FIG. 6 diagrammatically illustrates a portion of the sealing method depicted in FIG. 5 showing the sealing pattern used for each cell (i.e. each wall of frit 14). Note that FIG. 6 uses cell designations similar to FIG. 5. In the sealing method shown in FIG. 6, the laser beam changes direction in its traverse about each cell at each new and sequential row. That is, as indicated by the dashed arrows, the laser beam moves from left to right in the figure, and traces a clockwise path for each cell in the first (top) row. When beam 24 reaches the last column of the row (at the extreme right), the beam position is first moved (indexed) to the next adjacent row, and then traces a counterclockwise rotation about each cell in the second row. This method increases the efficiency of the process by matching the direction of the laser as it moves from cell to cell within a row, to the laser start direction as it traverses each individual cell. The laser indexes from cell to cell in FIG. 6, wherein the indexing refers to movement of the laser beam from one cell to the next cell. Preferably, the laser is off during the indexing period. Thus, Xindex, Yindex and XYindex refer, respectively, to the movement of the beam in the x-direction (horizontal, or row-wise) between cells when the laser is also preferably off, movement of the beam in the y direction (vertical or column-wise) between cells when the laser is preferably off, and movement in both X and Y directions between cells when the laser is preferably off.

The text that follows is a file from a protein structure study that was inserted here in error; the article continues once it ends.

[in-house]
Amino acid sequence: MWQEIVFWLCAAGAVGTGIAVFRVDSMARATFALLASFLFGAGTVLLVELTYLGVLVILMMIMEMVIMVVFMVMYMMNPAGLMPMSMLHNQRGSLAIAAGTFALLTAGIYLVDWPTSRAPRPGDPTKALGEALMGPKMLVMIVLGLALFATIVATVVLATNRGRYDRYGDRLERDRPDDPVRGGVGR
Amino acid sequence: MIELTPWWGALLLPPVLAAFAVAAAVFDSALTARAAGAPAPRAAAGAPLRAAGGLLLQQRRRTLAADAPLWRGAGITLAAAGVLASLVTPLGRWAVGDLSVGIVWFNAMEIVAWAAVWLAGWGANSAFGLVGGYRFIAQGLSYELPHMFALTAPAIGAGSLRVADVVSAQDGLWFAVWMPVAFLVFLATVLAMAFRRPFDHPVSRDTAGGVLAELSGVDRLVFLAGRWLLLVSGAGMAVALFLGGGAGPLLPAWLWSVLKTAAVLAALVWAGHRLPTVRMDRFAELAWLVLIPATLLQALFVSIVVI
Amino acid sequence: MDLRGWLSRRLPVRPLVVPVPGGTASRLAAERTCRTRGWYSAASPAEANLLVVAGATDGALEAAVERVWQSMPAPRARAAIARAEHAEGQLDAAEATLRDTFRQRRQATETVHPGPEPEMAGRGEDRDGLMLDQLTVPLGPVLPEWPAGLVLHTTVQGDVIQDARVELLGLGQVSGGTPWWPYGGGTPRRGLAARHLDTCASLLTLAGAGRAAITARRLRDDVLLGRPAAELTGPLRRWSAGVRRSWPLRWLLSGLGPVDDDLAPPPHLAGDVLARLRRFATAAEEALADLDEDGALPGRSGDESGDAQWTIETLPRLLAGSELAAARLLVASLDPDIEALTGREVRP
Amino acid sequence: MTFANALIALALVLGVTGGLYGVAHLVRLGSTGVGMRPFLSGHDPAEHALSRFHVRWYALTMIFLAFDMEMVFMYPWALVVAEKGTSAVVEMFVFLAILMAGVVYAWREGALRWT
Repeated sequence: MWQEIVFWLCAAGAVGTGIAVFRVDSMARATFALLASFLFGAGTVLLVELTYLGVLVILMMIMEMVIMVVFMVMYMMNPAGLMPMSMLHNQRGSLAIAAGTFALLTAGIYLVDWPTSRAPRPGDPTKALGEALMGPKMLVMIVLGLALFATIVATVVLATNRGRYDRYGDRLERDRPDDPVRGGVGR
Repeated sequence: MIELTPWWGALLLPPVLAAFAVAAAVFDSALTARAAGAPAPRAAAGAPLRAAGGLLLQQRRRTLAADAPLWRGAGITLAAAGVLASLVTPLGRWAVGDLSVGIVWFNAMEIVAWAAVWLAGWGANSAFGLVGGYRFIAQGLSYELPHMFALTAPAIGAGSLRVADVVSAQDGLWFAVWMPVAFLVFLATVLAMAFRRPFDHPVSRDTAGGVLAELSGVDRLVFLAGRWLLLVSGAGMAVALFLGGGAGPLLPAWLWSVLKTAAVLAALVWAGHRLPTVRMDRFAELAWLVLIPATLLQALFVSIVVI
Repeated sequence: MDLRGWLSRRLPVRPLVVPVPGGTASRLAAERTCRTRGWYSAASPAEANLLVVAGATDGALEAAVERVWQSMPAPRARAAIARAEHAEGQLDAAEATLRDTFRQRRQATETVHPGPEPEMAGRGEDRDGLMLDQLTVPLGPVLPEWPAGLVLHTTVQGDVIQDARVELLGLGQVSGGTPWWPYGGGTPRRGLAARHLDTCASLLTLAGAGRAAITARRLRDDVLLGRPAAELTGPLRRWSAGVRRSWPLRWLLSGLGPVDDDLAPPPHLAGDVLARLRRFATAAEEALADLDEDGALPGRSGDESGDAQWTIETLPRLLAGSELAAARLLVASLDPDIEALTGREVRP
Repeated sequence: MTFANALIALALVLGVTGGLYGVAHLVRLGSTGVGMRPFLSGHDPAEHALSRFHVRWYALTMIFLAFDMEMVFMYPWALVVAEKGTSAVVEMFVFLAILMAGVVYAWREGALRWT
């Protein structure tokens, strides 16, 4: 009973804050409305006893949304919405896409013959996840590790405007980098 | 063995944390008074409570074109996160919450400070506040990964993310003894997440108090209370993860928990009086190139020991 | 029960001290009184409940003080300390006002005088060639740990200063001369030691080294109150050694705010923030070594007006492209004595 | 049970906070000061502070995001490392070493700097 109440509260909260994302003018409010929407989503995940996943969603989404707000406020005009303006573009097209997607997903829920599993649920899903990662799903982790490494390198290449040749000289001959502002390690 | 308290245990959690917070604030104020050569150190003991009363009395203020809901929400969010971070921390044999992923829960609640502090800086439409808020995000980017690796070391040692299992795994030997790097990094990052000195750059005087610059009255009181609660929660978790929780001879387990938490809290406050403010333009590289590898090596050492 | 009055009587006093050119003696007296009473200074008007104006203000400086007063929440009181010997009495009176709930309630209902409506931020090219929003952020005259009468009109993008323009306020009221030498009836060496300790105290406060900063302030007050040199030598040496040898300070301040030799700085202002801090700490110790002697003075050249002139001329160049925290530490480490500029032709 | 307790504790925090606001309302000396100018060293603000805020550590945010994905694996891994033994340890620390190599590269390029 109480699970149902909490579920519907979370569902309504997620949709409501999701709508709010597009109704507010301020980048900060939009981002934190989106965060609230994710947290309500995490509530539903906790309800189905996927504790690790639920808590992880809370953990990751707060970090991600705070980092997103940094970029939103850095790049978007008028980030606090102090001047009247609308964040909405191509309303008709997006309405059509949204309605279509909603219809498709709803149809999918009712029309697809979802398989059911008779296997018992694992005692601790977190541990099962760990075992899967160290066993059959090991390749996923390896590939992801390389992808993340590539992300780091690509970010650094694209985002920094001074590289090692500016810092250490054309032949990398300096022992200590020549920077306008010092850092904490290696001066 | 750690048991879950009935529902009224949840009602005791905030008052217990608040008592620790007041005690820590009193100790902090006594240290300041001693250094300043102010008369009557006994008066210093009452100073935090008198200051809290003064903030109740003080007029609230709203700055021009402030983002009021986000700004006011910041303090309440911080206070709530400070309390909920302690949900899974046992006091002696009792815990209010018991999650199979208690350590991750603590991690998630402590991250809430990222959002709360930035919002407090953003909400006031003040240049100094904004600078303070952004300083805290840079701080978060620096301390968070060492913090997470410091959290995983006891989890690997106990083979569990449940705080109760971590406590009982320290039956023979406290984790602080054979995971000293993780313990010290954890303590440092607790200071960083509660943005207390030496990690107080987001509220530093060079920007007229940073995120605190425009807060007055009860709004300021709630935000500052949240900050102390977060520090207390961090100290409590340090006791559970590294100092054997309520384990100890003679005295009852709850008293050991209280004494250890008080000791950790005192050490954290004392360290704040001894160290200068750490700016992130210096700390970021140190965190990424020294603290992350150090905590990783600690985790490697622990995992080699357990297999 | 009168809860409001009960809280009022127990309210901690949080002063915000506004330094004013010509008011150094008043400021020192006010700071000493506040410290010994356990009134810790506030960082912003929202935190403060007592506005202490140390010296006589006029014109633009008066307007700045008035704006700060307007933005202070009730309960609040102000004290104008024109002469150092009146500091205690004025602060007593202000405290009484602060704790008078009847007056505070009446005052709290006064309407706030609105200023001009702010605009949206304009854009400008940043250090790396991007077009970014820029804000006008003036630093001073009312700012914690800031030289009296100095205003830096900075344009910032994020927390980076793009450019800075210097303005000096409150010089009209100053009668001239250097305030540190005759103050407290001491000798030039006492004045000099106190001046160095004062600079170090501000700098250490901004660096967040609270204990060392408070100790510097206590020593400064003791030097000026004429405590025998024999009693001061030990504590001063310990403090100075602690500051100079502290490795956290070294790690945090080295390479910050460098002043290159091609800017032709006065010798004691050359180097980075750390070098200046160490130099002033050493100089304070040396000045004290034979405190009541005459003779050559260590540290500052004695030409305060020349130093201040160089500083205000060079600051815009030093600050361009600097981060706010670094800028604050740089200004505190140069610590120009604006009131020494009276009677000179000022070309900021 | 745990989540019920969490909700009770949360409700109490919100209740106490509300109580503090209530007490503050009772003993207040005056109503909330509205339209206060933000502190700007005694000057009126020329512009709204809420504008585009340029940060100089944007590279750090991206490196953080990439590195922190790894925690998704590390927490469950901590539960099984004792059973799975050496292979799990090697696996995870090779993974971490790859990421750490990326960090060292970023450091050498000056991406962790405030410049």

The method depicted in FIG. 6 uses the shortest amount of non-sealing (indexing) movement of the laser beam as it moves from cell to cell and row to row. Also, the laser retraces a path over the initial leg of the pattern for each cell in each row, thereby helping to reduce stress in the sealed device by reheating at least a portion of the device at the frit seal. For example, each individual cell in FIG. 6 consists of a substantially rectangular shape with rounded corners. Note that if the laser begins sealing of the upper left cell (cell 1-1) at the upper left “corner” of the cell, and moves in a clockwise direction around the cell, it retraces the path indicated by the heavy arrow pointing from point S to point R and designated by reference numeral 25 over the upper most side of the cell before indexing to the second cell (cell 1-2) in the row. Point S represents an “on” position for the laser, while position R represents an “off” position. In this method, the beam once the beam is turned on at point “S”, it completes traces around the frit, and overlaps between points “S” and “R” before turning off at the second passing of “R”